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Criminal Justice

Criminal Justice students at work


Jess Thompson
Humanities & Student Services 327
(360) 475-7417
jthompson@olympic.edu


Mission

The Department of Criminal Justice at Olympic College is committed to serving the needs of students interested pursuing or studying Criminal Justice. The goal of this program is to teach students to analyze and think critically about the practices, policies, procedures, and institutions that compose the field of Criminal Justice and to gain a strong understanding of the integral relationship between crime, justice, and society.

Additionally, the mission of the Criminal Justice Department reinforces core values contained in the Mission Statements of both the College and the Social Sciences and Humanities Division which emphasize multiculturalism and diversity. As such, students studying and exploring Criminal Justice are encouraged to develop valuable skills that will enhance their ability to work and interact with diverse populations and in a variety of settings.

Program Overview

Criminal Justice is a dynamic field with an array of opportunities. Often, law enforcement is the first thing that comes to mind for most people, yet Criminal Justice also includes occupations in probation, parole, forensic investigation, victim services, policy, law, and even non-profit organizations.

As an academic discipline, Criminal Justice overlaps with Sociology, Psychology, Business, Social Work, Human Services, and Political Science. Students can build a very strong skill set necessary for working in the field by taking a wide array of classes outside of the Criminal Justice discipline.

Course Offerings & Suggestions

Here at Olympic College we do not offer a degree specifically in Criminal Justice. However, we do offer courses that meet several distribution requirements for the Associate in Arts – Direct Transfer Agreement (AA–DTA) or the Associate in General Studies (AGS). The courses we offer include:

CJ 100 Intro to Law Enforcement
CJ& 101 Intro to Criminal Justice
CJ& 105 Intro to Corrections
CJ& 106 Juvenile Justice
CJ& 110 Criminal Law

There are also courses in other disciplines that are strongly recommended for someone interested in Criminal Justice: *
CMST 253 Intercultural Communication (formerly CMST 153) OR
CMST& 210 Interpersonal Communication
CMST& 220 Public Speaking
PHIL 240 Intro to Ethics
POLS& 202 American Government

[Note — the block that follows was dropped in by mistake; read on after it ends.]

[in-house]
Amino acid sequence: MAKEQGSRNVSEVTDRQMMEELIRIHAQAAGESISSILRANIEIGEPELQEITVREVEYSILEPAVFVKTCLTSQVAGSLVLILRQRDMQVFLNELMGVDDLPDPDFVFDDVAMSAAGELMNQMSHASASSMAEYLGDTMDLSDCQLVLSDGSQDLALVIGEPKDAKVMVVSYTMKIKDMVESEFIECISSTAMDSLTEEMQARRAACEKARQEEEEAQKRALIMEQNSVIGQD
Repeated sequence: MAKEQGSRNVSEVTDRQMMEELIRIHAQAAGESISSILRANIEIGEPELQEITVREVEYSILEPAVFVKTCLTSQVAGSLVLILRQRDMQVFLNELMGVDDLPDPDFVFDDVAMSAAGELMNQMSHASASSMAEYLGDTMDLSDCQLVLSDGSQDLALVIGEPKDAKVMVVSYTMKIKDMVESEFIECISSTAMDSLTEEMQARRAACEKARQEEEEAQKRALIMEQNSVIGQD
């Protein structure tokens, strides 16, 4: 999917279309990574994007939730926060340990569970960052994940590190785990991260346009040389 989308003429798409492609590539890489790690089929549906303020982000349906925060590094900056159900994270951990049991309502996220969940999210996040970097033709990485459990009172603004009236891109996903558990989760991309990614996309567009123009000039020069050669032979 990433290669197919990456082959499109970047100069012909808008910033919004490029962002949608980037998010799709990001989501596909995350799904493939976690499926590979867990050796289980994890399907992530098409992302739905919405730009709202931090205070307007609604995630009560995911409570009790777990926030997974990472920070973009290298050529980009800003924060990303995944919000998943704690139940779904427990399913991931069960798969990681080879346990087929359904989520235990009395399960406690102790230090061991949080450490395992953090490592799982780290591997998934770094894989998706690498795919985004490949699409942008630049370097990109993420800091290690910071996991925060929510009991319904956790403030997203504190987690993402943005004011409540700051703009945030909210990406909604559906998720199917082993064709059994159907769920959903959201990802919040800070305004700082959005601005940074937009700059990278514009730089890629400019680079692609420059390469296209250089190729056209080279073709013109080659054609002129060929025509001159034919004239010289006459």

PSYC& 100 General Psychology
SOC& 101 Intro to Sociology
SOC 109 Family Abuse and Neglect
SOC 190 US Race & Ethnicity
SOC 215 Criminology (formerly CJ 112)

*If interested in Forensic Investigation it is recommended that you pursue courses in the natural sciences (biology, chemistry, etc.) or computer sciences as opposed to the social sciences.

Planning for a Baccalaureate

Students interested in obtaining a Bachelor’s degree are advised to check the admission requirements at their 4-yr school of choice and tailor their degree plan to meet the school’s requirements.

Depending on the student’s interests they might prefer to major in a field other than Criminal Justice (as there is not a discipline specific degree requirement for most CJ positions). Sometimes it can be beneficial to have a broader social sciences or business degree as opposed to a degree in Criminal Justice (should someone get injured and no longer be able to perform as the job requires).

For students who do not want to major in Criminal Justice, you may find that a degree in Sociology, Psychology, Human Services, Social Work, Political Science, Business Administration, or Organizational Leadership is better suited for you and your academic interests/career goals, yet still provides you with the relevant knowledge and skills should you want to pursue or continue a career related to Criminal Justice.

Special Notes

A degree is not required for some careers in Criminal Justice. While a degree might not be required, it is highly encouraged and often provides a leg up or additional opportunity for promotion for those entering the field.

Additionally, this is a field in which a criminal history can very well impact the likelihood of employability. If applying to jobs in Criminal Justice it is recommended that you read all hiring requirements and procedures carefully in order to discern if a criminal history and/or criminal behavior can disqualify you from the job.

Reviewed 2/19/2014